# Water rendering using Sine waves and GLSL shaders

I’ve rarely used GLSL shaders before and am trying to make some real-ish looking water in JMonkeyEngine using sine waves and GLSL shaders. I used f(x,t)=asin(xw+t*p) where x is the coordinate, w is frequency a is amplitude, t is time and p is phase shift, I then took 3 of these and took the sum to get a final height value for each vertex coordinate. My fragment Shader is very simple and just makes everything blue for now (I plan on adding some stuff later when it renders properly). I was too lazy (and didn’t have the knowledge of GLSL) to write this on my own so I asked chatGPT to write it.
This is the Vertex shader it spat out.

``````

// Input vertex position from vertex array
attribute vec3 inPosition;

// Uniform variables for wave parameters
uniform float g_Time;    // Time variable for animation
uniform float amplitude1;
uniform float frequency1;
uniform float phase1;

uniform float amplitude2;
uniform float frequency2;
uniform float phase2;

uniform float amplitude3;
uniform float frequency3;
uniform float phase3;

// Output position for the fragment shader
varying vec3 fragPos;

void main()
{
// Calculate the wave offsets for x and y axes
float wave1 = amplitude1 * sin(inPosition.x * frequency1 + g_Time * phase1);
float wave2 = amplitude2 * sin(inPosition.y * frequency2 + g_Time * phase2);
float wave3 = amplitude3 * sin(inPosition.x * frequency3 + inPosition.y * frequency3 + g_Time * phase3);

// Sum the wave offsets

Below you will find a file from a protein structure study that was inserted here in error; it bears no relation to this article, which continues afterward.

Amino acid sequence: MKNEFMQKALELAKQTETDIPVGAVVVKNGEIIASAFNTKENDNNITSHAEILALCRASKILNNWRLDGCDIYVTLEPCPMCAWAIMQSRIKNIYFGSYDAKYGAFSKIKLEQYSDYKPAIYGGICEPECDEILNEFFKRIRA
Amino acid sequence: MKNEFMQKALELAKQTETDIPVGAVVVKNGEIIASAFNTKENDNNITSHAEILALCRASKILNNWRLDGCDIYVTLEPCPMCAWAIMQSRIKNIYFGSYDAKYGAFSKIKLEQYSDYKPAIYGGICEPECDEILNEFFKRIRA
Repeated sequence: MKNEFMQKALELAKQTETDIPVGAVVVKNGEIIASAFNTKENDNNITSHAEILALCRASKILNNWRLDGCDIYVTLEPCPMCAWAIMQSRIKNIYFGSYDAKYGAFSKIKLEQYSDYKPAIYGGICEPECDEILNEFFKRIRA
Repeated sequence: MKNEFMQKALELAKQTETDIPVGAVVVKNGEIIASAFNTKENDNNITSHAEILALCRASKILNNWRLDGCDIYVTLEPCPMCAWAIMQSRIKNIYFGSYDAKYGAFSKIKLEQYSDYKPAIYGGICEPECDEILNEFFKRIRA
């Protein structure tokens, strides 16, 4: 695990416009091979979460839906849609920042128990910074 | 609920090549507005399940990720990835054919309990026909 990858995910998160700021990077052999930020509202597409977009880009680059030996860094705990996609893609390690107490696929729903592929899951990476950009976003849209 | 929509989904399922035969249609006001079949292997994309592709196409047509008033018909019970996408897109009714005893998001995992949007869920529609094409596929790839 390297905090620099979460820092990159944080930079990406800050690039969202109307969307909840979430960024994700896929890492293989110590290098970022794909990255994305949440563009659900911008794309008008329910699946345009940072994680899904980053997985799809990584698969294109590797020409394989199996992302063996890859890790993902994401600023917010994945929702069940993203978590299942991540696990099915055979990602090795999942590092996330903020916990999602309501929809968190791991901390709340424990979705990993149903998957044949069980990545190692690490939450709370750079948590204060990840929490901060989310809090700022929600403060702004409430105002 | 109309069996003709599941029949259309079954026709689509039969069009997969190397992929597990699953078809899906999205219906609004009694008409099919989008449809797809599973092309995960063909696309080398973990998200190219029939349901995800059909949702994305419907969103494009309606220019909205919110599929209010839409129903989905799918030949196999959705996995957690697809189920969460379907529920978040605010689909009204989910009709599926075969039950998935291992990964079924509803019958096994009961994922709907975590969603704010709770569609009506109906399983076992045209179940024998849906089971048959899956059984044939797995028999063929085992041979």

float wave = wave1 + wave2 + wave3;

// Apply the wave offset to the z-coordinate of the vertex position
vec3 pos = inPosition;
pos.y += wave; // Assuming y is the up-axis in a 3D space

// Set the final vertex position
gl_Position = gl_ModelViewProjectionMatrix * vec4(pos, 1.0);

// Pass the position to the fragment shader
fragPos = pos;
}
``````

I implemented it like this in my code

`````` public void setUpWater(){
waterGeom = new Geometry("waterGeo", new Box(10,1,10));
waterGeom.setLocalTranslation(0,-10,0);
waterMaterial = new Material(assetManager, "MatDefs/water.j3md");

waterMaterial.setFloat("amplitude1", 0.5f);
waterMaterial.setFloat("frequency1", 2.0f);
waterMaterial.setFloat("phase1", 1.0f);

waterMaterial.setFloat("amplitude2", 0.3f);
waterMaterial.setFloat("frequency2", 1.5f);
waterMaterial.setFloat("phase2", 0.8f);

waterMaterial.setFloat("amplitude3", 0.2f);
waterMaterial.setFloat("frequency3", 1.0f);
waterMaterial.setFloat("phase3", 1.2f);

waterMaterial.setColor("Color", ColorRGBA.Blue);

waterGeom.setMaterial(waterMaterial);
rootNode.attachChild(waterGeom);
}
// some more of my code
public void simpleUpdate(float tpf) {
float time = getTimer().getTimeInSeconds();
waterMaterial.setFloat("g_Time", time);
//rest of my update function
}

``````

water.j3md

``````MaterialDef Water {
MaterialParameters {
Float g_Time
Float amplitude1
Float frequency1
Float phase1

Float amplitude2
Float frequency2
Float phase2

Float amplitude3
Float frequency3
Float phase3
}

Technique {

WorldParameters {
WorldViewProjectionMatrix
}
}
}
``````

is there anything I am doing wrong or that says why this doesn’t render? I do call setUpWater() in my simpleInitApp() function
all help is appreciated!

Does it render if you use a standard unshaded material?

Uniforms that are from material parameters need to have an “m_” prefix. Also, it is best practice, although probably not required, to have material parameter names capitalized.

To be honest, it will probably be easier to find an existing simple shader and tweak it towards your goal rather than use the ‘nice looking nonsense’ that chatGPT generates.

Fork Unshaded.j3md, strip out the stuff you don’t need until you have something working that draws a colored mesh on the screen… then iterate from there using the other JME shaders as examples.

…the end result will be much more satisfying, anyway.

1 Like

I’ll try that, i could learn GLSL anyways, it would be usefull later